Prison changed Malcolm greatly. He started to reform. A
fellow inmate called “Bimbi” made a positive impression on Malcolm and urged him
to take prison correspondence courses and use the library. Malcolm, who had lost
all of his eighth-grade education on the streets, began to study seriously and
his grammar and penmanship improved. He also started to learn Latin.
In 1948, Malcolm’s siblings introduced him to the Nation of Islam and urged him
to accept its teachings. Though at first hostile to religion, Malcolm became
more interested when his brother Reginald sent a letter saying, “Malcolm, don’t
eat any more pork, and don’t smoke cigarettes. I’ll show you how to get out of
prison.” Malcolm was interested and gave abstinence a try. His actions made him
feel proud, especially when he startled his fellow convicts with his refusal to
Malcolm began to learn the teachings of the Nation of Islam.
Original man was black, who built great empires and civilizations, while the
“devil white man”, was created by a mad scientist, called Mr. Yacub, and had
pillaged, murdered, and exploited every race of man not white. This white man
had “whitened” history and brainwashed the black man so much so that he did not
know his own name, language, culture, religion, or ancestry. Christianity was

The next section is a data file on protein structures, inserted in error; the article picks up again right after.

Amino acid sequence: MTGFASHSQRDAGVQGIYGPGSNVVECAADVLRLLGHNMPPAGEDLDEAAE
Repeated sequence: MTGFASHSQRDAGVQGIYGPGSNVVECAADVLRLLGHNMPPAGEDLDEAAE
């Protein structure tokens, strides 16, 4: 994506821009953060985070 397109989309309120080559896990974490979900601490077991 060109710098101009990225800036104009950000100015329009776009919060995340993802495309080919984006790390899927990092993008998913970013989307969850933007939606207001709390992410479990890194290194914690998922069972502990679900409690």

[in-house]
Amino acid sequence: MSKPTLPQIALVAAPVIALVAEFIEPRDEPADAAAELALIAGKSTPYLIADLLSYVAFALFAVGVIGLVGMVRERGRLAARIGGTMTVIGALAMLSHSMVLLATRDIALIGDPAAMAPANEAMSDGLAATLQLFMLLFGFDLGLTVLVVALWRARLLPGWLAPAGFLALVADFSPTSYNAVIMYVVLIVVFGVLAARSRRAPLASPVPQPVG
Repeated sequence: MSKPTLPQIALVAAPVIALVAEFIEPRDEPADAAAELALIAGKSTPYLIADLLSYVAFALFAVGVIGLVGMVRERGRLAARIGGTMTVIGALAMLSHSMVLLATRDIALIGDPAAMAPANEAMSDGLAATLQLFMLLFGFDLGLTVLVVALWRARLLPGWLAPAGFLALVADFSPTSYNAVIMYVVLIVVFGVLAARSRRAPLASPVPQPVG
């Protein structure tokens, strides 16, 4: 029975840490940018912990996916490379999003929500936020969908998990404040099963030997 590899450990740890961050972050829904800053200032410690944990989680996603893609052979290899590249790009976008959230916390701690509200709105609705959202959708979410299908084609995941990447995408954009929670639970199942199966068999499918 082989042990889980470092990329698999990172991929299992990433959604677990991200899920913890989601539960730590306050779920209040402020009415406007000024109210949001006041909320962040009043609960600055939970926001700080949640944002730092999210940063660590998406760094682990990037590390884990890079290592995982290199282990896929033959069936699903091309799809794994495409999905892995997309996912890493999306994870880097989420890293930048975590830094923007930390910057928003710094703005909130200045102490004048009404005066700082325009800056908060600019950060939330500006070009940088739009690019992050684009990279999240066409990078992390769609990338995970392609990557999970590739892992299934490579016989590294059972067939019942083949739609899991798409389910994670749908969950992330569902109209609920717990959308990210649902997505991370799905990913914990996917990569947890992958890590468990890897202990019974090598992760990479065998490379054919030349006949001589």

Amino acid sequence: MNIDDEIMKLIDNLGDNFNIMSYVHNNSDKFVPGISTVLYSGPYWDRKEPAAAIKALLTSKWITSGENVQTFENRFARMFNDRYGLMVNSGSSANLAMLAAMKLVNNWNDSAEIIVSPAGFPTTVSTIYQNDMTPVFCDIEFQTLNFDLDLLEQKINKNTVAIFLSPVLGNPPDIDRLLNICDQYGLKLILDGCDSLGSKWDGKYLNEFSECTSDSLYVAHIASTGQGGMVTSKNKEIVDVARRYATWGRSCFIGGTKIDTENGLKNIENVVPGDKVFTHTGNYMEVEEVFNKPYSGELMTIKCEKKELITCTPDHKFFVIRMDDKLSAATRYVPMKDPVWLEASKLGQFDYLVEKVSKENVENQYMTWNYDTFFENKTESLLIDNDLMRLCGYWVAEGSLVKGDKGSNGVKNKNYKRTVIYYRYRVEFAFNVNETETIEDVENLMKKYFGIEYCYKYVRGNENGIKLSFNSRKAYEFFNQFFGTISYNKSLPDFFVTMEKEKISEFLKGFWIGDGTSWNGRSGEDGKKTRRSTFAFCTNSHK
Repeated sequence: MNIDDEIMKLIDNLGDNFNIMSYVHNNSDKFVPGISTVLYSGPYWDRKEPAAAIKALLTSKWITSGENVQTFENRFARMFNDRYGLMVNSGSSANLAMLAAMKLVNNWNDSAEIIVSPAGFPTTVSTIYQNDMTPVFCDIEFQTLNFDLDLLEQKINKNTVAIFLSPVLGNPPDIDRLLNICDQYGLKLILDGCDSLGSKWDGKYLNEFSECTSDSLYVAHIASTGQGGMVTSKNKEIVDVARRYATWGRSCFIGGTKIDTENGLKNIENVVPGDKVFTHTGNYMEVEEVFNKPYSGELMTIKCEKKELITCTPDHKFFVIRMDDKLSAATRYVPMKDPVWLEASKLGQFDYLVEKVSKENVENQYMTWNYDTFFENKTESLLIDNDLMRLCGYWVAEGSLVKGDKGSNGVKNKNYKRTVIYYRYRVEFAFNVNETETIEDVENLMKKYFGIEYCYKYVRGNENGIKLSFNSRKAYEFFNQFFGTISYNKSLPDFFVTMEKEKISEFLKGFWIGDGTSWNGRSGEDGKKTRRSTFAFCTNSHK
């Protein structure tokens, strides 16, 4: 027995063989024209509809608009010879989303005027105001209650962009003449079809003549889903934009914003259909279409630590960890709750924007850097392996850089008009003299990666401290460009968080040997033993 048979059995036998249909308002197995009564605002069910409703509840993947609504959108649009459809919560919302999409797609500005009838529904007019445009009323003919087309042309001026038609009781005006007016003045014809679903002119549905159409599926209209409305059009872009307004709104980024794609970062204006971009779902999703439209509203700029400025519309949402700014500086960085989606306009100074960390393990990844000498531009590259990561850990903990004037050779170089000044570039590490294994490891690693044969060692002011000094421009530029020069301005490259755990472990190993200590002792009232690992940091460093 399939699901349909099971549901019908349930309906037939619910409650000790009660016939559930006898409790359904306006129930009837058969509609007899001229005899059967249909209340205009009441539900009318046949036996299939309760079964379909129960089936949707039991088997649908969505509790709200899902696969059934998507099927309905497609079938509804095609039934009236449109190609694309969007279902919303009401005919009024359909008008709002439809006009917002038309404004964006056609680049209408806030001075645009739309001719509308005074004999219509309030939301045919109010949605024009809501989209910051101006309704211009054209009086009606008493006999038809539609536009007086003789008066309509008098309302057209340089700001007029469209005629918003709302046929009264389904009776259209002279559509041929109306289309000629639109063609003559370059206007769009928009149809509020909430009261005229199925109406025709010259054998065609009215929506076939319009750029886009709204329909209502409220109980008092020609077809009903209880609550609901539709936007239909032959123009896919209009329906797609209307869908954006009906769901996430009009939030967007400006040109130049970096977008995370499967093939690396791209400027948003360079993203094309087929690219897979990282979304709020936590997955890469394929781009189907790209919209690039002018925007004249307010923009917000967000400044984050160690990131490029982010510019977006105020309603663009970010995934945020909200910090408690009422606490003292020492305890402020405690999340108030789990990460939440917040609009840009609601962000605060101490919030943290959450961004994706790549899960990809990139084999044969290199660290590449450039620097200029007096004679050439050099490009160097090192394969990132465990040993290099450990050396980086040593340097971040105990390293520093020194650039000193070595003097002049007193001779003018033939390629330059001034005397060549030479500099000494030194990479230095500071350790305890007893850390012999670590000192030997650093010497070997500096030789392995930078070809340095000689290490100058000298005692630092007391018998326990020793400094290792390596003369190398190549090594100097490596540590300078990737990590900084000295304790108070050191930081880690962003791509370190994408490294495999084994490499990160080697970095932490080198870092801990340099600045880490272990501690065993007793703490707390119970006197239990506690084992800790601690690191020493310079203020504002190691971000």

the white man’s religion, used to subjugate the blacks by promising them heaven
after death, while enjoying his heaven right here on earth.
According to the Nation of Islam, a man named Wallace D.
Fard had appeared on Earth and was “God in person.” He appointed Elijah Muhammad
as his messenger to the “lost-found Nation of Islam here in this wilderness of
Malcolm was fascinated. He began to read history and read about the horrors that
the white race perpetrated on members of other races all over the world
throughout history and how this race has always been haughty and proud.
After his release from prison, Malcolm became an active
member of the Nation of Islam. He would go out on the streets, “fishing” for
more converts. His efforts and dedication pleased Elijah Muhammad and he was
appointed minister of Temple Seven in New York City in June 1954.
Publicity came slowly at first and then rapidly increased.
In 1957, a police brutality event and its reaction brought the Nation of Islam